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Comprising of numerous visual layers and perspectives, Yutaka Inagawa’s conceptual art embraces digital manipulation, resulting in large and small-scale paintings, photomontages, digital collages and mixed media installations.

Born from Inagawa’s fascination with senses of displacement and juxtaposition in contemporary culture his art seeks to conceptualise the disharmonious, while “representing the real”. Although his work examines both Asian and western cultures, his longstanding preoccupation is with the shortfalls of Japanese culture such as the lack of unity in Tokyo through cultural confusions, language and “how images and identities are consumed and mutated through mass media” which consistently weave throughout his work. However this dis-ease is an important catalyst for creativity, when looking at Inagawa’s work, mutation perfectly articulates its visual presence where perspectives have been altered by the process of collage and colours manipulated digitally.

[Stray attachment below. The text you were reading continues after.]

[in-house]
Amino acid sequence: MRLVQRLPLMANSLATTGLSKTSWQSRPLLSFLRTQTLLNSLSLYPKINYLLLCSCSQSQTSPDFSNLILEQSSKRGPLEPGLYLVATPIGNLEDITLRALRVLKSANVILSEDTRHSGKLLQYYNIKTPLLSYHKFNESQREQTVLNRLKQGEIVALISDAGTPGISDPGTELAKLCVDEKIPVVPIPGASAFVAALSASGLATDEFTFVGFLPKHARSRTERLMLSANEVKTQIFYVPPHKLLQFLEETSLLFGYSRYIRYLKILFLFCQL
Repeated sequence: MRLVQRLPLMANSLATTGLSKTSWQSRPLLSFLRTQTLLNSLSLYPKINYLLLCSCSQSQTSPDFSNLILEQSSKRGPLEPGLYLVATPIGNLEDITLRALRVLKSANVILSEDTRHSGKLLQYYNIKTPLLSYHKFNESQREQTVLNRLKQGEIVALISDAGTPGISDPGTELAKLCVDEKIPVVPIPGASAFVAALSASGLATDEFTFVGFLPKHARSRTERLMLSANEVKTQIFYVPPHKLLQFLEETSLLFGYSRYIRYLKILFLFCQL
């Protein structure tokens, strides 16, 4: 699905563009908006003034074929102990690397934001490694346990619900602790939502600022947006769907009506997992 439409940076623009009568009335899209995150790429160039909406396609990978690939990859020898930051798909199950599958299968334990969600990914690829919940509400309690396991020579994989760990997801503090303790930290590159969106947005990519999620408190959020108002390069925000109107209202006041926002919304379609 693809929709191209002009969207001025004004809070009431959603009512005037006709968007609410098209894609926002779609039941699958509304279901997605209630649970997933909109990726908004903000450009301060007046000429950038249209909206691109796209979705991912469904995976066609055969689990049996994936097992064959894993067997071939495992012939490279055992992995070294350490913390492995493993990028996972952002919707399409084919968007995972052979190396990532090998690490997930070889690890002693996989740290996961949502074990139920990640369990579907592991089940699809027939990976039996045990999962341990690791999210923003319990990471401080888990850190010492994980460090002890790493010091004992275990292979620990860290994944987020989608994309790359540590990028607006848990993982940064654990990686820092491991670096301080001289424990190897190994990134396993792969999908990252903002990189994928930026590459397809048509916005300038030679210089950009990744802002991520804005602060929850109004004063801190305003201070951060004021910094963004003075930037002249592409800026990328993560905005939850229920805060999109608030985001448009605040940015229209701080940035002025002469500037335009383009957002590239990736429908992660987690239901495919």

Inagawa describes his work as rendering the real, which in many ways through his creative process of applying many mutations, he reflects the daily reformations and updates on our culture. This culmination of processes creates strikingly abstract forms where negative space plays an equally important role to the import of each piece.

For Inagawa, the conceptual framework of his art is what he describes as pseudo-code making, whereby he creates visual codes that are “precise representations and conceptual renderings of the real”. His voyeuristic observations of contemporary culture mixed with intensely personal foundations – Inagawa starts each piece by objectifying things from his personal life – make for jarringly visual patterns that his distinguishable style has been established upon.

Viewing his own work collectively, rather than singularly, in correlative diagrams which are in relation into each other – similarly to the process of collage with layers of meaning and representations – it’s unsurprising that Inagawa has  exhibited widely as it would be difficult to understand the lineage and scope of his work without experiencing his art directly.

by Stephanie Clair

Yutaka Inagawa: The Invasion of Cyberspace opens with a private view this Friday, December 12, 2014 at Unit24 and runs until 9 January 2015.

For further information, please contact : info@christinamitrentse.com

Unit24 Gallery, 
20 Great Guildford Street, 
London SE1 0FD

Opening times: 
Mon-Thu: 11 am-6 pm, 
Fri: 11 am-7 pm 
Sat: 11 am- 3pm 
Sun: closed